Mandate as a Tax But Not a Penalty?

The purpose of taxation is to raise revenue. The purpose of penalties is to punish and deter unwanted behavior-sometimes, as in the case of the individual mandate, with the promise of criminal prosecution. The two have historically been distinct though with some overlap. For example, there are legal penalties for speeding (below what rises to the charge of reckless driving), streaking, violating the copyright laws or removing stickers from mattresses. Some of these penalties carry fines but the purpose of these fines is not to raise revenue so much as it is to deter conduct. In essence, no where even in the labyrinth of the IRS Code are streaking or removing mattress labels "taxable events."

Chief Justice Roberts, joined by Justices Breyer, Ginsburg, Kagan and Sotomayor agreed with the Government's argument that the individual mandate within the ACA constitutes a tax on people who do not buy health insurance and is permissive under Congress' taxing power. Here is where the logic of Justice Roberts' opinion gets tougher to follow.

How can the individual mandate, which imposes a financial penalty upon anyone who does not purchase health insurance after 2014, and is not exempt from doing so, be called anything other than a penalty? Chief Justice Roberts states that what the mandate is called (Congressional Democrats and the White House have referred to the mandate as a penalty and not a tax-ACA itself refers to the mandate as a penalty) is not determinative of what it is. His opinion states that the individual mandate is distinguishable from a penalty because, "the mandate is not a legal command to buy insurance,"-it is a requirement that people who do not purchase insurance pay the IRS a fine. If this seems like a distinction without a discernable difference-you would not be alone in thinking so. Chief Justice Roberts argues that the failure of an individual to purchase health insurance would not, while subjecting that person to an IRS fine, be unlawful. If this is true, I do not advise passing this along as a defense if the fine is not paid...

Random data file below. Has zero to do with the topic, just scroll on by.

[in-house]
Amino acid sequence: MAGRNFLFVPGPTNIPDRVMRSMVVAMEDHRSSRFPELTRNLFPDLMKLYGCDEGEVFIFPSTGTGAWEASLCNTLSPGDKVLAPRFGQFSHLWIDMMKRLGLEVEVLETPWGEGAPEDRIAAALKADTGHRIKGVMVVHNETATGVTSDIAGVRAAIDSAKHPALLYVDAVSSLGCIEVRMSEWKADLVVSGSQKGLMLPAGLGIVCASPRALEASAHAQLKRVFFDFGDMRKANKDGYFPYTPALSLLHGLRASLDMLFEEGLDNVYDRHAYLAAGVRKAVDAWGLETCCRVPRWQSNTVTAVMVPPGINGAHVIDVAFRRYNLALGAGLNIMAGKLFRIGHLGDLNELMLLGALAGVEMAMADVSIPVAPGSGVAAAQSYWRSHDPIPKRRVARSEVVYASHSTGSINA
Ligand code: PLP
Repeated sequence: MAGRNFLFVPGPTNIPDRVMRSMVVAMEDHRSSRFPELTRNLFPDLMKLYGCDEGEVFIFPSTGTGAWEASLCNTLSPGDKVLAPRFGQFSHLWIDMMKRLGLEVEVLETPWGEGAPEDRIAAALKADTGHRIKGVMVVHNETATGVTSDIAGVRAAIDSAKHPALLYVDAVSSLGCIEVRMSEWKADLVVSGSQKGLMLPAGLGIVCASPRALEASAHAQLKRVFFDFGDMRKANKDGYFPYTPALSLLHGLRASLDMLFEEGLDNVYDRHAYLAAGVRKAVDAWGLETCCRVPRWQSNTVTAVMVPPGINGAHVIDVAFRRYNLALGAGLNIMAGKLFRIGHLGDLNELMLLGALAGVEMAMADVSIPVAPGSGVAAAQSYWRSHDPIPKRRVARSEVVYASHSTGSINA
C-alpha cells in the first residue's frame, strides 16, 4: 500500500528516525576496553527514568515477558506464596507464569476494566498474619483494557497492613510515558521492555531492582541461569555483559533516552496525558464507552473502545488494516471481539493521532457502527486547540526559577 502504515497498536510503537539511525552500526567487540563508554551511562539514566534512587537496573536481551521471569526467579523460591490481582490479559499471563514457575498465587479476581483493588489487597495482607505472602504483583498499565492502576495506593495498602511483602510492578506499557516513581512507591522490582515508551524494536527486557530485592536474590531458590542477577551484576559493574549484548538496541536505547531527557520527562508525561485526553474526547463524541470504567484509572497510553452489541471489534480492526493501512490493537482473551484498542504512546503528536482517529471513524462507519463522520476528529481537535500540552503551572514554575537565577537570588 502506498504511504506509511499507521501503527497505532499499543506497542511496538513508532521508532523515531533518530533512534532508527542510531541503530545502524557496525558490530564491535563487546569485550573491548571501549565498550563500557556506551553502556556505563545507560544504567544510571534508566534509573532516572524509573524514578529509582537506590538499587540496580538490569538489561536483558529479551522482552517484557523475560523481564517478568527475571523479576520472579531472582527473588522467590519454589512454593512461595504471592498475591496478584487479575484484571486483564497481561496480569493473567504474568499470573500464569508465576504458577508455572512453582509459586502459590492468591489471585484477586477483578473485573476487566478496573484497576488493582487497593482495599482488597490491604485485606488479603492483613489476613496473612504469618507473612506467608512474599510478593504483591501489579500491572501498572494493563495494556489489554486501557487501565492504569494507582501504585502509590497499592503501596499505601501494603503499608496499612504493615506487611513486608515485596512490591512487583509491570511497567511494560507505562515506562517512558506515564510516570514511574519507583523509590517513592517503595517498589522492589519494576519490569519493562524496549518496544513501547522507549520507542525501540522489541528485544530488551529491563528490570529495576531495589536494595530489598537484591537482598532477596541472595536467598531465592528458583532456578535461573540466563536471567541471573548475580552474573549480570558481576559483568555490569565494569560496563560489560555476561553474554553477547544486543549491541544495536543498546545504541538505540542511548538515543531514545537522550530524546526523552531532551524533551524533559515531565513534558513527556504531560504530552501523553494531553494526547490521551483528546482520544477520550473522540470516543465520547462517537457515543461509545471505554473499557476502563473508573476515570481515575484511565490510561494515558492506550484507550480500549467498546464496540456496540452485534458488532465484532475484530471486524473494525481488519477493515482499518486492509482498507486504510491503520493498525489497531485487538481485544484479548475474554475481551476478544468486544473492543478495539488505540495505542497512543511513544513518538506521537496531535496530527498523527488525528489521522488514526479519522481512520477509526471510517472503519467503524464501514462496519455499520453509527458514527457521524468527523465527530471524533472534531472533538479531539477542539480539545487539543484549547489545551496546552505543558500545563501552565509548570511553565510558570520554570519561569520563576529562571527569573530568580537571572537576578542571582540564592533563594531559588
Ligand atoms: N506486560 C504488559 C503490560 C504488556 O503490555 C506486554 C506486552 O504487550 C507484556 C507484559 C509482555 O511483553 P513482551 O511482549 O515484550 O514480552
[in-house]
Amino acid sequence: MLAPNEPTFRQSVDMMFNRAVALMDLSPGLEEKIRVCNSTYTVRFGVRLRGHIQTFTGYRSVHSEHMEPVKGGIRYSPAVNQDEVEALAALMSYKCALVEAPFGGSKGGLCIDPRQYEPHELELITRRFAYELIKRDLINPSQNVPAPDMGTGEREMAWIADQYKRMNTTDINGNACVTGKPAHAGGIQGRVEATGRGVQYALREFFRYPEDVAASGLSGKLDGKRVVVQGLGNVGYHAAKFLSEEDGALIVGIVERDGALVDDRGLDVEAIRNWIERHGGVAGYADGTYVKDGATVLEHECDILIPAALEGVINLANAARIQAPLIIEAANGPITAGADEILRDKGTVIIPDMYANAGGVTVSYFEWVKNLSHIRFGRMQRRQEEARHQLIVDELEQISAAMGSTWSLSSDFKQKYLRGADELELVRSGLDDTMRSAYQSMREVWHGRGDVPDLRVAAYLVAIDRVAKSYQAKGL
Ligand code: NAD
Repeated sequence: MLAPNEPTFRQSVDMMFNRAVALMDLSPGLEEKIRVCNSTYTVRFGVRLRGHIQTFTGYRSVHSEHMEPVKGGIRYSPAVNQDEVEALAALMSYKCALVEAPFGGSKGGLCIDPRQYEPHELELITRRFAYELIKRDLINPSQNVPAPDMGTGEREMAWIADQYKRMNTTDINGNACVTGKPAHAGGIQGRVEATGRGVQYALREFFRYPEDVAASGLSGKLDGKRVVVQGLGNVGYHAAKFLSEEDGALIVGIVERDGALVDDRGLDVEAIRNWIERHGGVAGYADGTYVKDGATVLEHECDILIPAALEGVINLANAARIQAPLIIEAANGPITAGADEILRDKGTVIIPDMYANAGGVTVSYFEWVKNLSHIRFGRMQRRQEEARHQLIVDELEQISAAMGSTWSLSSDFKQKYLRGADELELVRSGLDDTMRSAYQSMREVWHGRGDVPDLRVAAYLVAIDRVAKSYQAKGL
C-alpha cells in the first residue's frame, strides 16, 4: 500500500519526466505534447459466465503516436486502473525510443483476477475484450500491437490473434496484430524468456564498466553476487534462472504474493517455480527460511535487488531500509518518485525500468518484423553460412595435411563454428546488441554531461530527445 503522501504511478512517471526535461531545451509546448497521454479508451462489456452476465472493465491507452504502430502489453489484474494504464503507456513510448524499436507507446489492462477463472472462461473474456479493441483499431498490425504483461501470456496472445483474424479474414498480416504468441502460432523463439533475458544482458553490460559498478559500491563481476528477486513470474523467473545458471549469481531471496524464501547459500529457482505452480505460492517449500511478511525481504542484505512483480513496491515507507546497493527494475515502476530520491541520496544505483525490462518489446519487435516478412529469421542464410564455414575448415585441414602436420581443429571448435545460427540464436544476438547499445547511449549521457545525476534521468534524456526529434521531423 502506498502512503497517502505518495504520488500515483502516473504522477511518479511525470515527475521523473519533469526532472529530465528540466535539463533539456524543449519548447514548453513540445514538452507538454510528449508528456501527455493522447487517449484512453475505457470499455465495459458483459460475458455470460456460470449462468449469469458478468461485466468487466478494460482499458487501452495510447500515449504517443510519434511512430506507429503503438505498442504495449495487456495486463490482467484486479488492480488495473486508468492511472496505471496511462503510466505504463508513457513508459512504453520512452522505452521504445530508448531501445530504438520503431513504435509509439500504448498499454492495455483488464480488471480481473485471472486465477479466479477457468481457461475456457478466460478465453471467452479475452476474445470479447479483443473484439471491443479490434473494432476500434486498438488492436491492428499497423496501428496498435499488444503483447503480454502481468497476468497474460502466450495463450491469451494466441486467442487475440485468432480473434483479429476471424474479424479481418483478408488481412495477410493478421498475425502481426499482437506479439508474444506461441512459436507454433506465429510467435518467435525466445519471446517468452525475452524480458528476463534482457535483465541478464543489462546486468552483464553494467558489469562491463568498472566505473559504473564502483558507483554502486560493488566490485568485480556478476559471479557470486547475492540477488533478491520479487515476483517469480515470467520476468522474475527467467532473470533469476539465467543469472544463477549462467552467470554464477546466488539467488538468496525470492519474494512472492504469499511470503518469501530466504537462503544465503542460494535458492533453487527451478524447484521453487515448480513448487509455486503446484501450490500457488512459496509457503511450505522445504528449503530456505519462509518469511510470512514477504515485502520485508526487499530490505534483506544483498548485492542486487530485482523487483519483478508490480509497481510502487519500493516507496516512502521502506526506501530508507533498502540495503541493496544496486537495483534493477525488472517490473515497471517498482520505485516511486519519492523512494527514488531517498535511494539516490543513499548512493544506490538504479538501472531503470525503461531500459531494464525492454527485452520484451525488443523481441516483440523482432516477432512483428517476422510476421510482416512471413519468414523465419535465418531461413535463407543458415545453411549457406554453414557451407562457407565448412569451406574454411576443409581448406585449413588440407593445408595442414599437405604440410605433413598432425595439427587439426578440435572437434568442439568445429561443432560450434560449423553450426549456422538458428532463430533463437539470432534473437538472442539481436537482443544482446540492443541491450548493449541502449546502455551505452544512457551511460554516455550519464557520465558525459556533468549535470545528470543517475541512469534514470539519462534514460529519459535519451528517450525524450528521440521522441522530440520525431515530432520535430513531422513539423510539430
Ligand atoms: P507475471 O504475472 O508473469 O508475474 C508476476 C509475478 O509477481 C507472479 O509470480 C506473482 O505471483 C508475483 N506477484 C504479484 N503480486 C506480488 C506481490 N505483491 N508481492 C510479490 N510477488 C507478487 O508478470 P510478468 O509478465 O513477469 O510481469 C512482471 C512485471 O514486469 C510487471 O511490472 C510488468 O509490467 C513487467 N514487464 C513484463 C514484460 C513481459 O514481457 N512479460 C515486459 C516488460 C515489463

Congress may have stumbled upon a new way to mandate every type of behavior the Court correctly forewarned against it using the Commerce Clause to mandate, by use of the Taxing Clause. Losing the distinction between penalties and taxes may prove a slippery and dangerous slope-one that institutionally empowers the lawmaker and makes mincemeat of the ability of the hapless individual to any longer avoid doing any number of things-such as not purchasing any number of items that she simply does not want. Thinking through the potential abuses for Court's reasoning in this instance is disturbing. There is more to the Court's opinion deserving of analysis but the use of the Taxing Clause to uphold the ACA's individual mandate, is a legal and historical first.